The Journal Impact Factor (JIF) is an average of the number of citations received by a journal in a given year. For example, the Journal Impact Factor for a journal in 2015 is calculated by taking the number of citations made in 2015 to the articles published in the journal in 2013 and 2014 and then divided by the total number of articles published in that journal in 2013 and 2014.
Today the JCR is widely used to identify the top journals in a field. These are rated based on citation behaviour. The journals are ranked in JCR using the well-known and accepted journal measure. The Journal Impact Factor is often used by individual researchers to identify the best titles in which to publish and gain recognition and potential impact. Citation varies considerably between disciplines and therefore disciplines cannot be compared.
Only references in articles published in journals indexed by Web of Science are included in the JCR.
Scopus uses its own version of impact factors called the Source Normalized Impact per Paper (SNIP)."You can use the Journal Analyzer to compare up to 10 Scopus sources on a variety of parameters: SJR, SNIP, citations, documents, and percentage of documents not cited. The analyzer is available in both a Line Chart and a Table view. The Line Chart displays information in a line graph, with separate graphs for each parameter. The Table lists parameters together in one table."
There are different ways to measure journal impact. Here are a few more places you can look to locate data on scholarly research:
CiteScore is a set of journal metrics produced by Elsevier and calculated using citation data from Scopus. A journal's CiteScore represents the average number of citations received in the CiteScore year (e.g. 2015), by papers published in the three preceding years (e.g. 2012, 2013 and 2014). In contrast, the Journal Impact Factor (Clarivate Analytics) uses a two year, rather than three year, window. All types of documents (research articles, review articles, conference proceedings, editorials errata, letters, notes, and short surveys) are included in the CiteScore calculation. Although articles in press are included in Scopus they are not included in the calculation. CiteScore rankings and CiteScore percentile metrics are also available.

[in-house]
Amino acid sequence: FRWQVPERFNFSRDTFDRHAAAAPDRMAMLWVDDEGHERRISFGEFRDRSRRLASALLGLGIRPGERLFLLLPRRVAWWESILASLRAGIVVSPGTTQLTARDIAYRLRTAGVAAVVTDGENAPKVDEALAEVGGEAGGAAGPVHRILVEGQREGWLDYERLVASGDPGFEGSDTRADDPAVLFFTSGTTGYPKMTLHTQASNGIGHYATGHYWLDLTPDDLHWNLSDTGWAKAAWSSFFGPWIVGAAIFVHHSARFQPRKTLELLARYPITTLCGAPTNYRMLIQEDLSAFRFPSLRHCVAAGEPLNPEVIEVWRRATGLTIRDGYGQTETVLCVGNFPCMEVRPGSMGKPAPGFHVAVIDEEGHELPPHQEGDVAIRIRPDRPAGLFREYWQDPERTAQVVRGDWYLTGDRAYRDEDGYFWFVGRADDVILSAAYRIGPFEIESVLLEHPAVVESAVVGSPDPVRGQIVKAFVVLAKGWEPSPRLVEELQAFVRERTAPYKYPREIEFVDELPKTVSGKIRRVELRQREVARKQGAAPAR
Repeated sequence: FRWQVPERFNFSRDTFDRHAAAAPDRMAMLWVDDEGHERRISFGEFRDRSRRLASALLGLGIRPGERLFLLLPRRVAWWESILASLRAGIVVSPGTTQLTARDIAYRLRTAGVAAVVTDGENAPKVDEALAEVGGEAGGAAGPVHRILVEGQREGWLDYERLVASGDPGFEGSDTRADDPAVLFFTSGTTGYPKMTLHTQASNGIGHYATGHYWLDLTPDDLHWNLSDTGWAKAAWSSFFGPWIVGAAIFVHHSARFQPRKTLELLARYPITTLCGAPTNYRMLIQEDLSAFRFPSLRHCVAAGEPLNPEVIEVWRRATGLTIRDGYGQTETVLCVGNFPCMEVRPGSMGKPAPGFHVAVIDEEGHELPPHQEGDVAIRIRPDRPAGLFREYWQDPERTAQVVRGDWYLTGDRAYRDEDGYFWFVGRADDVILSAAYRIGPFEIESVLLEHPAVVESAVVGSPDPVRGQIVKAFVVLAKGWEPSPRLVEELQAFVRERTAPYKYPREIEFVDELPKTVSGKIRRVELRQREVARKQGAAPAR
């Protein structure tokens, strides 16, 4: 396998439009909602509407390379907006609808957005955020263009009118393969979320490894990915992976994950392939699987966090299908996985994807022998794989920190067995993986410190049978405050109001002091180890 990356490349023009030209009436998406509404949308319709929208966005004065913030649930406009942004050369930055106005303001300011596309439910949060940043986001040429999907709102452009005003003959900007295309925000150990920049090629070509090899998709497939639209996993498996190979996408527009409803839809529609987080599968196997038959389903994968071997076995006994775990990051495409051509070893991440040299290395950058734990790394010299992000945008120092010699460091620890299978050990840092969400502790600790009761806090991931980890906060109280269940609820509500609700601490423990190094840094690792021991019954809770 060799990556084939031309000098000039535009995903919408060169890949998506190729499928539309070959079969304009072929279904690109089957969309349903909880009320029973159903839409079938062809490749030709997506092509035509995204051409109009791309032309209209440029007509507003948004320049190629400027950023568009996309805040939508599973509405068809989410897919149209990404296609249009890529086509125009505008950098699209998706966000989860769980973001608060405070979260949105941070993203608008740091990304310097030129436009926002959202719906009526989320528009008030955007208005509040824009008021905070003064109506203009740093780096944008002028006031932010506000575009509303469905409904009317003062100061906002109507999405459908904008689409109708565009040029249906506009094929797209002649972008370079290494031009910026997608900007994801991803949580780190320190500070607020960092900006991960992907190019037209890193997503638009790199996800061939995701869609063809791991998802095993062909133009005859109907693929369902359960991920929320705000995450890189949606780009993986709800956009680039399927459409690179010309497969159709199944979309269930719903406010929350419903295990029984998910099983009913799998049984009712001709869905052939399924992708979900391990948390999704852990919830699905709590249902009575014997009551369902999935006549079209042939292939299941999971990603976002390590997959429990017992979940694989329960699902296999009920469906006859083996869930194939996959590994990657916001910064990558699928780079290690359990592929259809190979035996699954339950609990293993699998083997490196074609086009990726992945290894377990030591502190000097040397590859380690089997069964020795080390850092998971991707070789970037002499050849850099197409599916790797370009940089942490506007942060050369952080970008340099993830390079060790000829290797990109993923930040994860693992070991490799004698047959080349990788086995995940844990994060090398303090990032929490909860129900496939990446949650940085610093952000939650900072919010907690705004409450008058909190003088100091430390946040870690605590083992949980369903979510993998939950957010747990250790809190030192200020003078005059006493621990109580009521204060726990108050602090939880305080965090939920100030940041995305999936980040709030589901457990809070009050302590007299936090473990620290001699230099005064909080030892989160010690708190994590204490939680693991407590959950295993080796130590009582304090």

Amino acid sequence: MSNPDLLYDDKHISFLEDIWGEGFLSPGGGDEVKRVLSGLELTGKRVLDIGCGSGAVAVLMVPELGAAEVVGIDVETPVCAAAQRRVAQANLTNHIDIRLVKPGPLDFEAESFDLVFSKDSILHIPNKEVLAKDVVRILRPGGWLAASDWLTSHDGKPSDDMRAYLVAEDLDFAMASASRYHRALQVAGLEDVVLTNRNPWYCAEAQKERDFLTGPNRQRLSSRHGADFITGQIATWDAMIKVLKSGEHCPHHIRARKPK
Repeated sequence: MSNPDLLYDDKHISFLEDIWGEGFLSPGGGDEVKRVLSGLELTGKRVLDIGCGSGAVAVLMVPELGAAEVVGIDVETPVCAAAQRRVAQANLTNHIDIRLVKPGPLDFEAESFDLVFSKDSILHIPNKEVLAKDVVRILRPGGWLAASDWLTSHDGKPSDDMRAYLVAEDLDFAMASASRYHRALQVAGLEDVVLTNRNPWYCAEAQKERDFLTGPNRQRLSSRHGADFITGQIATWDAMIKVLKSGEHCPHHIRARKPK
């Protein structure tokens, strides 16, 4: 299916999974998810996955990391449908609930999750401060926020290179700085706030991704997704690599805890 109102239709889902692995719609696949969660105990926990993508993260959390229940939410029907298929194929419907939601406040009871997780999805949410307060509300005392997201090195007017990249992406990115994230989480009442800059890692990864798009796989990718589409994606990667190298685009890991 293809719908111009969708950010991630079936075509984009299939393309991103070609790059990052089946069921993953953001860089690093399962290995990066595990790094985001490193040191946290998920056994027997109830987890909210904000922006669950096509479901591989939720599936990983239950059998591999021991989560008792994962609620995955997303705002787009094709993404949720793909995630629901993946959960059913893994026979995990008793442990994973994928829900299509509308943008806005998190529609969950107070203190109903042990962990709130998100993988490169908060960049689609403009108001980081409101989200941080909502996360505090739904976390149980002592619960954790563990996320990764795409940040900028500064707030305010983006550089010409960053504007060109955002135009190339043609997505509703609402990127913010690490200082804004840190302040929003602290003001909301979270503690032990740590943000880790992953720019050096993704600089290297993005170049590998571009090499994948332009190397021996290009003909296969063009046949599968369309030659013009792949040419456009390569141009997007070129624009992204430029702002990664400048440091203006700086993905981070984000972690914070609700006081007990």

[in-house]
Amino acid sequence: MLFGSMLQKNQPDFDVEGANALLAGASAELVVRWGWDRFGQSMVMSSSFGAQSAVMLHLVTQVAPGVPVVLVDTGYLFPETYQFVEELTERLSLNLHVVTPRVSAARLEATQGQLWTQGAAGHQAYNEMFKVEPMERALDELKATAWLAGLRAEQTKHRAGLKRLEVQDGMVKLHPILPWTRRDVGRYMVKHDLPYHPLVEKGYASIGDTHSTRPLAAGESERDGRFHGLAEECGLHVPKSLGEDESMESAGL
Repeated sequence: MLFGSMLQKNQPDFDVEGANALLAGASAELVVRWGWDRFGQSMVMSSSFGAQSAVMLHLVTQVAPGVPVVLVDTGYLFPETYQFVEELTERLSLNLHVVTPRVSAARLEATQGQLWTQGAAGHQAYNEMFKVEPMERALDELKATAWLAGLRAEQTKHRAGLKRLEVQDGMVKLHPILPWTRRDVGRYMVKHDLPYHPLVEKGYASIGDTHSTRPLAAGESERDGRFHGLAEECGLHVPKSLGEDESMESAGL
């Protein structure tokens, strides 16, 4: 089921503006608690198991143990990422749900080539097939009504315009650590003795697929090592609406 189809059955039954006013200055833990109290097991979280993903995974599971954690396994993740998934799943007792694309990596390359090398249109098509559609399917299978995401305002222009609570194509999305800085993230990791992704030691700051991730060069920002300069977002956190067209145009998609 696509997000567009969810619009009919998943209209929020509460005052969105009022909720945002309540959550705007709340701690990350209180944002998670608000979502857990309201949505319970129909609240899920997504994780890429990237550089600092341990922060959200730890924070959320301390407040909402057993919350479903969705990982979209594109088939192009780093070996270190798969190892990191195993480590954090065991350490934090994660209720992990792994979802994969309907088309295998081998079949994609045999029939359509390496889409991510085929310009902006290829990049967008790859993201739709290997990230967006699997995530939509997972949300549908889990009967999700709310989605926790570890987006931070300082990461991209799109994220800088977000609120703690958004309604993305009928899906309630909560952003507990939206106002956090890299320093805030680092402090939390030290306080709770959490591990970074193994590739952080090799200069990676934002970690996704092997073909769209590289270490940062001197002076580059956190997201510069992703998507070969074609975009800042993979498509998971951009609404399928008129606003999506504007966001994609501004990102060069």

CiteScore metrics (along with the SJR and SNIP) can be viewed on Scopus or through Elsevier's Journal Metrics website.
Google Scholar Metrics give an indication of the visibility and influence of recent articles in scholarly publications. Google Scholar Metrics summarise recent citations to many publications, to help authors as they consider where to publish their new research.
You can browse the Google Scholar top 100 publications in several languages, ordered by their five-year h-index and h-median metrics. To see which articles in a publication were cited the most and who cited them, click on its h-index number to view the articles as well as the citations underlying the metrics. You can also explore publications in research areas of your interest. To browse publications in a broad area of research, select one of the areas in the left column. For example: Engineering & Computer Science or Health & Medical Sciences.
To explore specific research areas, select one of the broad areas, click on the "Subcategories" link and then select one of the options. For example: Databases & Information Systems or Development Economics.
Browsing by research area is, as yet, available only for English publications. You can search for specific publications in all languages by words in their titles. Scholar Metrics are currently based on our index as it was in June 2018.